- Since airing, various prose stories have made reference to the story or set themselves within its universe. Rescue served as a prequel, showing the Rani meeting her new companion. In First Frontier, the Seventh Doctor says "I once had [a nightmare] where all my old foes chased me round a soap opera," suggesting the episode to have all been a dream. Storm in a Tikka is set directly after the story, and as with all "alternate" stories in Short Trips and Side Steps, depicts the events occurring in an alternate universe. It also linked the events of the story to Search Out Space.
- Because William Hartnell and Patrick Troughton were both deceased (as was Hartnell's Five Doctors replacement Richard Hurndall) by the time the story was produced, the idea was developed to use still images of them, already caught in the Rani's temporal trap. Because the stills could not be made to look three-dimensional, busts of the actor's heads were fashioned and filmed.
- For scenes set inside the Rani's TARDIS, the Doctor's console from the original series was set inside a TARDIS console room mock-up constructed for a recent fan convention, the original console room for the series had already been destroyed. It would later be re-created for the docu-drama An Adventure in Space and Time.
- Ace, Leela, Romana, Victoria, Mel, Mike and Sarah Jane are seen wearing clothes similar to (or at least suggested by) what they wore in the series; Sarah Jane, for example, is wearing her Andy Pandy overalls from her final regular serial, The Hand of Fear despite having since adopted a more mature wardrobe in K9 and Company and The Five Doctors. While Leela's primitive garb is evocative of her typical series costume, she is without her standard boots and is instead barefoot which was previously the case only when swimming in the TARDIS swimming pool at the start of her final regular serial, The Invasion of Time. Liz and Peri are wearing clothes of a type they could have worn. Nyssa is shown wearing a regular Earth-style blouse rather than something closer to what she might have worn during her time with the Doctor.
- Lalla Ward, as Romana II, gets the honour of referencing the the "Doctor Who?" running joke. She is also the only Doctor Who character seen on her own during the story.
- This story has the only televised meeting between the Sixth Doctor and Brigadier Lethbridge-Stewart.
- According to Louise Jameson, Sylvester McCoy arrived slightly late and slightly hung over for location filming, having had "a bit of a first night" the previous evening. During his absence, the other actors playing the Doctors reassigned several lines of "techno-speak" to him, saying "Sylvester can do this bit". (DCOM: The Talons of Weng-Chiang)
- This story is widely dismissed by both EastEnders and Doctor Who fans alike, as the continuity problems posed for both franchises are near insurmountable. For EastEnders fans, one of the bigger issues is that Pauline Fowler is depicted as being alive in 2013, when EastEnders continuity has her dead in 2006. For Doctor Who fans, EastEnders is firmly shown to be a television programme in Army of Ghosts, and implied to be so in The Impossible Planet and Night Terrors, making it difficult to explain Albert Square's existence as a "real" place in Dimensions.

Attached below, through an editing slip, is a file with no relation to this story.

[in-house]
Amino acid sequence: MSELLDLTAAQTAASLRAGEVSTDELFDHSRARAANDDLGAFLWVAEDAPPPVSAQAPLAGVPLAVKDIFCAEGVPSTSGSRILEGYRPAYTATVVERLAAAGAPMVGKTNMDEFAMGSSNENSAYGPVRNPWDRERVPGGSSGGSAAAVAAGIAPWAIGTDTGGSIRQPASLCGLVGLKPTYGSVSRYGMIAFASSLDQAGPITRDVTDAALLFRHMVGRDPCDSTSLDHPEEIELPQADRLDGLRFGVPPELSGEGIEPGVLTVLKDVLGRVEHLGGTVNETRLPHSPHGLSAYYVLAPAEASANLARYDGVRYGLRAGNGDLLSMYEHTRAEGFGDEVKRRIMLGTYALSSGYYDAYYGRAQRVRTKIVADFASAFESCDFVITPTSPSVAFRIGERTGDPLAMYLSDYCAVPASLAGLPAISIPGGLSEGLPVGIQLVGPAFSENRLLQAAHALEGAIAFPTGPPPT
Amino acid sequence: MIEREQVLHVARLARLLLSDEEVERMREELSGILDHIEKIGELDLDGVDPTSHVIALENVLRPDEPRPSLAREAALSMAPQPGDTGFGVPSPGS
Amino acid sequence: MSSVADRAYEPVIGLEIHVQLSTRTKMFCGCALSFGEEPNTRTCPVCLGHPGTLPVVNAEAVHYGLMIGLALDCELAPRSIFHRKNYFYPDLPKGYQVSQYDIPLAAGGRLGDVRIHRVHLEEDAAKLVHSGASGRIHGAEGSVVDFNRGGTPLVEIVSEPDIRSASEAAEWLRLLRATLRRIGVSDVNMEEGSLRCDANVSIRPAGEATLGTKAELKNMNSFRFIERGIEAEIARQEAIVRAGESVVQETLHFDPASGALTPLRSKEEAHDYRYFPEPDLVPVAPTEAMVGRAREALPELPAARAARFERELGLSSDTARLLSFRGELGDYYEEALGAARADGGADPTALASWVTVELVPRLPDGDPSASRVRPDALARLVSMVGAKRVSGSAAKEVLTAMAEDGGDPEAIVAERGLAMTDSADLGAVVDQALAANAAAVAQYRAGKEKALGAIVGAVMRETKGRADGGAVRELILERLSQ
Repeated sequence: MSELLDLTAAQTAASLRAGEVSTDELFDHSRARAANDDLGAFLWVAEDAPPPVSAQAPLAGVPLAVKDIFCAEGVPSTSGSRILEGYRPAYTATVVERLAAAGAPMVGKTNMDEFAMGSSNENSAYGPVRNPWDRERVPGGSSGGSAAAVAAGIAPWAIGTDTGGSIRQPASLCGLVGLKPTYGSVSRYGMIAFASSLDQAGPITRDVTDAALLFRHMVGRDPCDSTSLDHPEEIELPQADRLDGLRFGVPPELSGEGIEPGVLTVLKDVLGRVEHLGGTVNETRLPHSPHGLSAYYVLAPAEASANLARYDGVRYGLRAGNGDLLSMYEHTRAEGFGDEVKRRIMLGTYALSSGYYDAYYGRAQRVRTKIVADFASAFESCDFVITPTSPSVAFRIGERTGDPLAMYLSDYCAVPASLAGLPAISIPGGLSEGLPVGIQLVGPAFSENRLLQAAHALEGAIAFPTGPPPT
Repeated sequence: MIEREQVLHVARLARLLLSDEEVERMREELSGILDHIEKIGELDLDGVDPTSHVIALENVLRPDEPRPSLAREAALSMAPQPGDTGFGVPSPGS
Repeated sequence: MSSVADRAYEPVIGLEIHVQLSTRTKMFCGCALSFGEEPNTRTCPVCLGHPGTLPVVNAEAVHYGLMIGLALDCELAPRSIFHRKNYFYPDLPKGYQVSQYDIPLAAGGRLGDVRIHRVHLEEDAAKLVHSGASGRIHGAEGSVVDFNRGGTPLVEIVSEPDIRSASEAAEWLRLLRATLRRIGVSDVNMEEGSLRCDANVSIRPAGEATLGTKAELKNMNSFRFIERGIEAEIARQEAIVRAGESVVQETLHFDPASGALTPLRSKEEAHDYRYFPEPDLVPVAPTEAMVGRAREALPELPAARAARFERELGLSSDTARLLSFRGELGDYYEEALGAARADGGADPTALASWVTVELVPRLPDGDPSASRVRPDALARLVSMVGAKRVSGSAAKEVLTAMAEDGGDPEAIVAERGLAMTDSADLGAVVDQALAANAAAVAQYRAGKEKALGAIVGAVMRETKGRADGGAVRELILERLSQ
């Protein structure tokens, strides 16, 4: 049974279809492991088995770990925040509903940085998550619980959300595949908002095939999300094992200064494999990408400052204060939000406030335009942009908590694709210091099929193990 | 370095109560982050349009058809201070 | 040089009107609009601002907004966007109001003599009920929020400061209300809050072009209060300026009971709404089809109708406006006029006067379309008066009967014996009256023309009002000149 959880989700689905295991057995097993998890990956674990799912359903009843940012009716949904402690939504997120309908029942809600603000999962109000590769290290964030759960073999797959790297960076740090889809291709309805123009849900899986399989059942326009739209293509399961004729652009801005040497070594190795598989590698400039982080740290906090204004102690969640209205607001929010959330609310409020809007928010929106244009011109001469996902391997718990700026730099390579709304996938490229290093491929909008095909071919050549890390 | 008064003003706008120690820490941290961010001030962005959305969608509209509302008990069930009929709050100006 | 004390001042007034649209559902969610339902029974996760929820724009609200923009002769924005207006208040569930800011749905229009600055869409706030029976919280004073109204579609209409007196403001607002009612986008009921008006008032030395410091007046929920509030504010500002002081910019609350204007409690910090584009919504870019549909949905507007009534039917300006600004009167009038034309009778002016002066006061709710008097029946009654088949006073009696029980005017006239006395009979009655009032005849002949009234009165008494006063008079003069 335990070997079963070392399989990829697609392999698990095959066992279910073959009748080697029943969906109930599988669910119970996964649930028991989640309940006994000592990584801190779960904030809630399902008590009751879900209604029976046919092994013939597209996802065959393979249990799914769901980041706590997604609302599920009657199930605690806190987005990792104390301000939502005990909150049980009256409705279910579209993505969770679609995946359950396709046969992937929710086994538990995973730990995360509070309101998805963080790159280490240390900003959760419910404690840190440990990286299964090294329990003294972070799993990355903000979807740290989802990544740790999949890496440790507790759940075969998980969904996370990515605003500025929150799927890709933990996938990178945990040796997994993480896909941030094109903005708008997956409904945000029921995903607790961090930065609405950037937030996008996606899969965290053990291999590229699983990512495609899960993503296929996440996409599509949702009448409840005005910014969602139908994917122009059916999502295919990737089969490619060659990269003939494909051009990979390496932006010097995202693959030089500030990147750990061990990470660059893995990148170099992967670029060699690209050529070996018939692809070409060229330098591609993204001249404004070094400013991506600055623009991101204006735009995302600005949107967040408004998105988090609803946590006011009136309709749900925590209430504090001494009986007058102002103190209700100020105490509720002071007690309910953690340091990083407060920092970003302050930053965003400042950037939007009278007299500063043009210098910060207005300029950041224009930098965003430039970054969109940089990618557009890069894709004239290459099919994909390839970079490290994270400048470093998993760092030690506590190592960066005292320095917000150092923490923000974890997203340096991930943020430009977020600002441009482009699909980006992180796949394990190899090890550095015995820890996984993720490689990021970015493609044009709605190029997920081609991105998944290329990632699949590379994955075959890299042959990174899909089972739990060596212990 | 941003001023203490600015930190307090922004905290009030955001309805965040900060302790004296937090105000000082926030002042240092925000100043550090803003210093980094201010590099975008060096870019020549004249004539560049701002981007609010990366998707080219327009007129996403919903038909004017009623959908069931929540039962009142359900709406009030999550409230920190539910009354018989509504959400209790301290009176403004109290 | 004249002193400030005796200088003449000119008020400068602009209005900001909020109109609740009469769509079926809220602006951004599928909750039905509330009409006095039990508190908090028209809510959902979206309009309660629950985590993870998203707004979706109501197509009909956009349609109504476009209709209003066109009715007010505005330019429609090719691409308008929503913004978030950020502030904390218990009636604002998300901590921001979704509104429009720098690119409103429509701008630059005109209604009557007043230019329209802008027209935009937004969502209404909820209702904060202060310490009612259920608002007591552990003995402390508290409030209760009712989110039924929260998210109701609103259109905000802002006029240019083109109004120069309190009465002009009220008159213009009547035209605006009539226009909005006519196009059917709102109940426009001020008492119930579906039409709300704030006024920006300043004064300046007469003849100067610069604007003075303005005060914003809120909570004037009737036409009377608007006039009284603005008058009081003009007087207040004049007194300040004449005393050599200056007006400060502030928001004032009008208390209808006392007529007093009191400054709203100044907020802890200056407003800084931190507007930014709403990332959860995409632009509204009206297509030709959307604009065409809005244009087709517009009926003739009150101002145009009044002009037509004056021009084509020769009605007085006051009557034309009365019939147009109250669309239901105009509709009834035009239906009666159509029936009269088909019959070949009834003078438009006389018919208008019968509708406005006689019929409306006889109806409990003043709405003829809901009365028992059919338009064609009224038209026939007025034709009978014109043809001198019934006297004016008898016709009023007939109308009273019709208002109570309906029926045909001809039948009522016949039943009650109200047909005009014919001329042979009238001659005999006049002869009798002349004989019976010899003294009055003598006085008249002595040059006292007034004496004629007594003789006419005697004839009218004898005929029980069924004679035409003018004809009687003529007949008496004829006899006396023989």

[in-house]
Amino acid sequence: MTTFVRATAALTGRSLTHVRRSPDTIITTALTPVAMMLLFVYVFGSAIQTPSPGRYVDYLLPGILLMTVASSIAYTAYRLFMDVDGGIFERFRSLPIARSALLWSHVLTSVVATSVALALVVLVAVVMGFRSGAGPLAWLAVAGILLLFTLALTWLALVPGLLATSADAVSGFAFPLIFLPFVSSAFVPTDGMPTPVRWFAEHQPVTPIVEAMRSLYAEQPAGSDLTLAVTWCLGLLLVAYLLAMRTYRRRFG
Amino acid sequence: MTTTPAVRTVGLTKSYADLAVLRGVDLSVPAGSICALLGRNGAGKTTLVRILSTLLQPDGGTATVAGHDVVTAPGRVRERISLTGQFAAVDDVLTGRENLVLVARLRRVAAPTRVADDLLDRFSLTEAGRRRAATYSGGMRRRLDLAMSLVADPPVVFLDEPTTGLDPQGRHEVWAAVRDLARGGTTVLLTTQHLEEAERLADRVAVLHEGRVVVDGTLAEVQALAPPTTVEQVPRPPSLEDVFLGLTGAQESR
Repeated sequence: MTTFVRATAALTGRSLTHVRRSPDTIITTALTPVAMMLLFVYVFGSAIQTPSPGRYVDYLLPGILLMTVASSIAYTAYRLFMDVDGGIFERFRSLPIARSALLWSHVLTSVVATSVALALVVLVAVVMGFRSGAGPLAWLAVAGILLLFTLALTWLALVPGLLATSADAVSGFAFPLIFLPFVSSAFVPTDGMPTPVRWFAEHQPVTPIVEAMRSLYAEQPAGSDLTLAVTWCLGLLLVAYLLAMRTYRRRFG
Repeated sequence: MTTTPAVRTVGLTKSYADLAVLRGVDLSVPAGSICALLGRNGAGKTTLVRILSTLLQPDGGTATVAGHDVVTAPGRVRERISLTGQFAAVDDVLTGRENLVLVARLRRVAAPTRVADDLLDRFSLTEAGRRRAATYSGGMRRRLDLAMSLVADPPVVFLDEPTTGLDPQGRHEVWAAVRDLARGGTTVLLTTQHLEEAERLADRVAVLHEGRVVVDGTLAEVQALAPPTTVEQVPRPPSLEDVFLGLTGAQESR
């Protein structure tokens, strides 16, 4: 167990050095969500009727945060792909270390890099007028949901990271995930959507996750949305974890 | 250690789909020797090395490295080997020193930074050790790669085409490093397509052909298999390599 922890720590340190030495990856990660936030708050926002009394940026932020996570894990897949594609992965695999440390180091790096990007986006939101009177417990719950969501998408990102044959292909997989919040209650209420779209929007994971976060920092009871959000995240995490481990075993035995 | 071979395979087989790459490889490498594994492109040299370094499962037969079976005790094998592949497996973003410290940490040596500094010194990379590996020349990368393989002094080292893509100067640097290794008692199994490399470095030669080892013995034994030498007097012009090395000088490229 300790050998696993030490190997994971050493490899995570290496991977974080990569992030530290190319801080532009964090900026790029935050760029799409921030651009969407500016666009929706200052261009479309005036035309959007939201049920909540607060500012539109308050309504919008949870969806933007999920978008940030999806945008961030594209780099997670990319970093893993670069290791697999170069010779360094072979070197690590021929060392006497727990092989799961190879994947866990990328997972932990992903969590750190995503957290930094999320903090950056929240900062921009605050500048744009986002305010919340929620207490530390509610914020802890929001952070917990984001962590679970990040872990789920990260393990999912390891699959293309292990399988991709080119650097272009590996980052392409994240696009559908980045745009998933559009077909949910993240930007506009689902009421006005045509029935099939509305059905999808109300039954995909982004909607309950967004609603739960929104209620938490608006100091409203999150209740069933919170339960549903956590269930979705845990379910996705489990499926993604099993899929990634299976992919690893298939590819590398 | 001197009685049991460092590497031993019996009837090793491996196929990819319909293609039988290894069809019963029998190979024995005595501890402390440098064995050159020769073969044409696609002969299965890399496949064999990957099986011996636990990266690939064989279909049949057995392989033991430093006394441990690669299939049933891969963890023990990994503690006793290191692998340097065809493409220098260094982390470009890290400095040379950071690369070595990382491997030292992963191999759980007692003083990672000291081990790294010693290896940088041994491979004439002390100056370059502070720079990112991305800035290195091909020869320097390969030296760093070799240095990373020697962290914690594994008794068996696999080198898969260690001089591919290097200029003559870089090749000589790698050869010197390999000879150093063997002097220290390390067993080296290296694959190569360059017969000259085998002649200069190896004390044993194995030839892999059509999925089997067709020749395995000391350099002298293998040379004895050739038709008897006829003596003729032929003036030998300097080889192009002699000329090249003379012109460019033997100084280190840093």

- This story was broadcast as a segment of the Children In Need charity telethon, with part one being introduced by Noel Edmonds and Jon Pertwee (in character as the Doctor), and part two being broadcast as part of Edmond's House Party programme.
- The story raised money for Children in Need, principally because viewer were encouraged to call in on a pay telephone line to vote for one of two EastEnders characters to help the Doctor. In the competition, between Big Ron and Mandy Salter, Mandy won with 53% of the vote.
Deleted scenes Edit
There were multiple deleted scenes:
- The Daleks were to have featured (the segment was shot), but due to disputes with Terry Nation's estate, they were removed. (DWM 324)
- The opening was to originally to feature stock footage from the 60s, but was cut. These scenes would have shown the Rani kidnapping the First and Second Doctor.
- The ending was originally longer, with the Doctor asking Ace where she would like to go now. She states "...when you set the TARDIS to go to the Great Wall of China we end up Albert Square." "Well, in that case," The Doctor states, "Let's head for Albert Square."
- The scene with Big Ron was recorded, but never used, as Mandy won the phone vote.
- Part one - 13.8 million
- Part two - 13.6 million
Filming locations Edit
- BBC Elstree, Borehamwood, Hertfordshire
- Old Royal Naval College, Greenwich, London
- The Cutty Sark, Greenwich, London
- National Maritime Museum, Greenwich, London
Production errors Edit
Home video Edit
- This story was produced especially for Children in Need, and the cast and production crew gave their services free of charge on conditions laid down at the time by the actors' union, Equity. Dimensions in Time would receive only one transmission and would never be exploited commercially in any way. Nevertheless, because it was broadcast during a period of time where home VHS was widely available, it was recorded by many fans. It is now easily, if illegally, available on the internet — albeit at rather poor quality, due to the age and lower technical specifications of early 1990s home video tapes.